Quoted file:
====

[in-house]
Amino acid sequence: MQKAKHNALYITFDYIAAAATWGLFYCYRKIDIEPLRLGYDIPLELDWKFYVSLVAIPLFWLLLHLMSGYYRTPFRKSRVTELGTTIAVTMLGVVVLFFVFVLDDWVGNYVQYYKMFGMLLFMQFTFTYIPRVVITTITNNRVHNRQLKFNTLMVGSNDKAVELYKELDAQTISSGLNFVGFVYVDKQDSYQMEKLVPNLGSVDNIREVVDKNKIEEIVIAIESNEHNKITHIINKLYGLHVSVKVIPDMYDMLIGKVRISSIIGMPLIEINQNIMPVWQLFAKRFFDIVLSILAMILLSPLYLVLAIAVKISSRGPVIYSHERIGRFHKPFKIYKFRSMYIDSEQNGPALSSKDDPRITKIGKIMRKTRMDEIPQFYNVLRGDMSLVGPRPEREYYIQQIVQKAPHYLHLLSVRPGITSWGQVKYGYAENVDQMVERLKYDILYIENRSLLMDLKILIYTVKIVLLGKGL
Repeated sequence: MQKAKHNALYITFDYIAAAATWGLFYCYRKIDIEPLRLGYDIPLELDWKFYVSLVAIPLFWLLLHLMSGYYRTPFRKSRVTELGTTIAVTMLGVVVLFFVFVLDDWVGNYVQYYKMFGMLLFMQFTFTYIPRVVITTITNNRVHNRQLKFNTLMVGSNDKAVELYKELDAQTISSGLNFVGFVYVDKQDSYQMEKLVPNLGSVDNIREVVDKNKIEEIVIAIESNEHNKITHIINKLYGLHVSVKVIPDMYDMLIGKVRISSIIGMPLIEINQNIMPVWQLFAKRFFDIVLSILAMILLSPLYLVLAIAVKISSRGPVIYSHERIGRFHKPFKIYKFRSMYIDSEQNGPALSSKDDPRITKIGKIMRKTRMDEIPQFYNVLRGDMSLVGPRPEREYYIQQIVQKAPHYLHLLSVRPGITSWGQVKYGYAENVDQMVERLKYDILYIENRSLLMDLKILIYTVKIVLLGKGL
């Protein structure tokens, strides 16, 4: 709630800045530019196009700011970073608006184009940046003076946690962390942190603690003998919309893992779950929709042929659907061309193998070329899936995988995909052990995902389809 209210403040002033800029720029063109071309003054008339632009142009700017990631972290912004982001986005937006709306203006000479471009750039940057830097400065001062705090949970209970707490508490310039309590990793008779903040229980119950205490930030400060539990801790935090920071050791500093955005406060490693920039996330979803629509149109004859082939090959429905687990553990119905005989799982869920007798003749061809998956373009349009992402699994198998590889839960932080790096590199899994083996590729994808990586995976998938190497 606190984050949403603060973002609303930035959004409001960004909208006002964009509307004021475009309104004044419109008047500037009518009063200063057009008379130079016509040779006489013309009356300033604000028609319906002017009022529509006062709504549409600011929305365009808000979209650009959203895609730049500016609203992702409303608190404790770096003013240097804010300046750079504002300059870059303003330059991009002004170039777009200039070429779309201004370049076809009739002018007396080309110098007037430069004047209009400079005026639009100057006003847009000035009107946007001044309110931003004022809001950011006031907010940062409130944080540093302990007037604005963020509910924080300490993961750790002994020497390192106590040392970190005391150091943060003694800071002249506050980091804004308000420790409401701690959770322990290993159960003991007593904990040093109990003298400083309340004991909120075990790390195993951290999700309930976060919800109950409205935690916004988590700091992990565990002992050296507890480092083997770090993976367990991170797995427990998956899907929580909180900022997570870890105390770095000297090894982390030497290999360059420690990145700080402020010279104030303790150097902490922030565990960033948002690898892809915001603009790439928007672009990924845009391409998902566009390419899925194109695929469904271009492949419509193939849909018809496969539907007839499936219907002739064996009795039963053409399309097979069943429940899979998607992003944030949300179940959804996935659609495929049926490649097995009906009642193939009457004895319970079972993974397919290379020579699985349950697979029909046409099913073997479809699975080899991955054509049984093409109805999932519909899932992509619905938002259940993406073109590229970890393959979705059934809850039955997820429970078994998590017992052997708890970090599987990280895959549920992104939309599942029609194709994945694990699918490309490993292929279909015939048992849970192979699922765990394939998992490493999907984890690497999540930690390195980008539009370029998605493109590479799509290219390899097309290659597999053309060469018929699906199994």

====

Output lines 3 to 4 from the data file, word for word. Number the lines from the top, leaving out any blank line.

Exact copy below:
Repeated sequence: MQKAKHNALYITFDYIAAAATWGLFYCYRKIDIEPLRLGYDIPLELDWKFYVSLVAIPLFWLLLHLMSGYYRTPFRKSRVTELGTTIAVTMLGVVVLFFVFVLDDWVGNYVQYYKMFGMLLFMQFTFTYIPRVVITTITNNRVHNRQLKFNTLMVGSNDKAVELYKELDAQTISSGLNFVGFVYVDKQDSYQMEKLVPNLGSVDNIREVVDKNKIEEIVIAIESNEHNKITHIINKLYGLHVSVKVIPDMYDMLIGKVRISSIIGMPLIEINQNIMPVWQLFAKRFFDIVLSILAMILLSPLYLVLAIAVKISSRGPVIYSHERIGRFHKPFKIYKFRSMYIDSEQNGPALSSKDDPRITKIGKIMRKTRMDEIPQFYNVLRGDMSLVGPRPEREYYIQQIVQKAPHYLHLLSVRPGITSWGQVKYGYAENVDQMVERLKYDILYIENRSLLMDLKILIYTVKIVLLGKGL
């Protein structure tokens, strides 16, 4: 709630800045530019196009700011970073608006184009940046003076946690962390942190603690003998919309893992779950929709042929659907061309193998070329899936995988995909052990995902389809 209210403040002033800029720029063109071309003054008339632009142009700017990631972290912004982001986005937006709306203006000479471009750039940057830097400065001062705090949970209970707490508490310039309590990793008779903040229980119950205490930030400060539990801790935090920071050791500093955005406060490693920039996330979803629509149109004859082939090959429905687990553990119905005989799982869920007798003749061809998956373009349009992402699994198998590889839960932080790096590199899994083996590729994808990586995976998938190497 606190984050949403603060973002609303930035959004409001960004909208006002964009509307004021475009309104004044419109008047500037009518009063200063057009008379130079016509040779006489013309009356300033604000028609319906002017009022529509006062709504549409600011929305365009808000979209650009959203895609730049500016609203992702409303608190404790770096003013240097804010300046750079504002300059870059303003330059991009002004170039777009200039070429779309201004370049076809009739002018007396080309110098007037430069004047209009400079005026639009100057006003847009000035009107946007001044309110931003004022809001950011006031907010940062409130944080540093302990007037604005963020509910924080300490993961750790002994020497390192106590040392970190005391150091943060003694800071002249506050980091804004308000420790409401701690959770322990290993159960003991007593904990040093109990003298400083309340004991909120075990790390195993951290999700309930976060919800109950409205935690916004988590700091992990565990002992050296507890480092083997770090993976367990991170797995427990998956899907929580909180900022997570870890105390770095000297090894982390030497290999360059420690990145700080402020010279104030303790150097902490922030565990960033948002690898892809915001603009790439928007672009990924845009391409998902566009390419899925194109695929469904271009492949419509193939849909018809496969539907007839499936219907002739064996009795039963053409399309097979069943429940899979998607992003944030949300179940959804996935659609495929049926490649097995009906009642193939009457004895319970079972993974397919290379020579699985349950697979029909046409099913073997479809699975080899991955054509049984093409109805999932519909899932992509619905938002259940993406073109590229970890393959979705059934809850039955997820429970078994998590017992052997708890970090599987990280895959549920992104939309599942029609194709994945694990699918490309490993292929279909015939048992849970192979699922765990394939998992490493999907984890690497999540930690390195980008539009370029998605493109590479799509290219390899097309290659597999053309060469018929699906199994």